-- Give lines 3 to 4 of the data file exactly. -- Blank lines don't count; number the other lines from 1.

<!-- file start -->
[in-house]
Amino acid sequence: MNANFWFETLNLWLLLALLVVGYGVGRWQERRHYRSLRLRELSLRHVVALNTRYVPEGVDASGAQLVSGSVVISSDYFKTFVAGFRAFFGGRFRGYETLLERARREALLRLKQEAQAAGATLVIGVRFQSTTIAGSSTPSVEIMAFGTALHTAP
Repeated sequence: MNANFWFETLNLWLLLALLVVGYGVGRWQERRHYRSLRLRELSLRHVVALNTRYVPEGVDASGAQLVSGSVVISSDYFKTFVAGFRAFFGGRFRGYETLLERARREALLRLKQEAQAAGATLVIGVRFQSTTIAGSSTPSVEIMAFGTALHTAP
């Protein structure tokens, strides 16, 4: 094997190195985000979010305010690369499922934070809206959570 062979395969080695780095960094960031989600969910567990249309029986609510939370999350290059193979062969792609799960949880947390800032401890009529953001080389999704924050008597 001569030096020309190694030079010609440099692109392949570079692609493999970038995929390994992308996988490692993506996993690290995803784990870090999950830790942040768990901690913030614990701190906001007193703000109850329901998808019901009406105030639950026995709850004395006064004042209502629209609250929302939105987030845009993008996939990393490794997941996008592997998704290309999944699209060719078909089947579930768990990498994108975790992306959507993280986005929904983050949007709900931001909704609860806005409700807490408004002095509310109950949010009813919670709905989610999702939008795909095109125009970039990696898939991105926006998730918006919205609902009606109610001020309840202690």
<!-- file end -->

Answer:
Repeated sequence: MNANFWFETLNLWLLLALLVVGYGVGRWQERRHYRSLRLRELSLRHVVALNTRYVPEGVDASGAQLVSGSVVISSDYFKTFVAGFRAFFGGRFRGYETLLERARREALLRLKQEAQAAGATLVIGVRFQSTTIAGSSTPSVEIMAFGTALHTAP
């Protein structure tokens, strides 16, 4: 094997190195985000979010305010690369499922934070809206959570 062979395969080695780095960094960031989600969910567990249309029986609510939370999350290059193979062969792609799960949880947390800032401890009529953001080389999704924050008597 001569030096020309190694030079010609440099692109392949570079692609493999970038995929390994992308996988490692993506996993690290995803784990870090999950830790942040768990901690913030614990701190906001007193703000109850329901998808019901009406105030639950026995709850004395006064004042209502629209609250929302939105987030845009993008996939990393490794997941996008592997998704290309999944699209060719078909089947579930768990990498994108975790992306959507993280986005929904983050949007709900931001909704609860806005409700807490408004002095509310109950949010009813919670709905989610999702939008795909095109125009970039990696898939991105926006998730918006919205609902009606109610001020309840202690």